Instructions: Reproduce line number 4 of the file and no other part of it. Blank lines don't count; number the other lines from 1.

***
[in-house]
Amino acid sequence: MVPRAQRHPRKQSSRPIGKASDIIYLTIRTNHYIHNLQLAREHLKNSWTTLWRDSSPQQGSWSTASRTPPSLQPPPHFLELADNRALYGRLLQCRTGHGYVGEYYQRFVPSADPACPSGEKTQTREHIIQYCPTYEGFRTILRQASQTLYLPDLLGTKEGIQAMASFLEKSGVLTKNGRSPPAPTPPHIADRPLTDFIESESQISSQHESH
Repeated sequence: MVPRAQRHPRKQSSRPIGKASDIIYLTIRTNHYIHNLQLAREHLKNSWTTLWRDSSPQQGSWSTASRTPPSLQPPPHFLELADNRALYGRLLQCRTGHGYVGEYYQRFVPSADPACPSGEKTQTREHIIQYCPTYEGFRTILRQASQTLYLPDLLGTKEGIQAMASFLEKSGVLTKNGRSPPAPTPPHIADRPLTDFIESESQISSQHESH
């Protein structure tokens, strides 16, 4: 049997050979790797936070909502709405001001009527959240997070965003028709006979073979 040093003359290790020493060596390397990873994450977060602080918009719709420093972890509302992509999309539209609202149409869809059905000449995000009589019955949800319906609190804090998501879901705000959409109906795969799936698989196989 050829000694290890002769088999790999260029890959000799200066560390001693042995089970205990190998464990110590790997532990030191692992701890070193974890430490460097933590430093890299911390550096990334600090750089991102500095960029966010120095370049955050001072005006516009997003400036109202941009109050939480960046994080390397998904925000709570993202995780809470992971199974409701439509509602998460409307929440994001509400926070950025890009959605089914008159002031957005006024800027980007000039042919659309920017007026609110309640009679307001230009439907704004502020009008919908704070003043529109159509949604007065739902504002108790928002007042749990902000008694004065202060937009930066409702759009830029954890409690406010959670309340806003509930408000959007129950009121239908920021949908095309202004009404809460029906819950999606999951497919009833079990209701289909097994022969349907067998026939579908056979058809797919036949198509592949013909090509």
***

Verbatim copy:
């Protein structure tokens, strides 16, 4: 049997050979790797936070909502709405001001009527959240997070965003028709006979073979 040093003359290790020493060596390397990873994450977060602080918009719709420093972890509302992509999309539209609202149409869809059905000449995000009589019955949800319906609190804090998501879901705000959409109906795969799936698989196989 050829000694290890002769088999790999260029890959000799200066560390001693042995089970205990190998464990110590790997532990030191692992701890070193974890430490460097933590430093890299911390550096990334600090750089991102500095960029966010120095370049955050001072005006516009997003400036109202941009109050939480960046994080390397998904925000709570993202995780809470992971199974409701439509509602998460409307929440994001509400926070950025890009959605089914008159002031957005006024800027980007000039042919659309920017007026609110309640009679307001230009439907704004502020009008919908704070003043529109159509949604007065739902504002108790928002007042749990902000008694004065202060937009930066409702759009830029954890409690406010959670309340806003509930408000959007129950009121239908920021949908095309202004009404809460029906819950999606999951497919009833079990209701289909097994022969349907067998026939579908056979058809797919036949198509592949013909090509």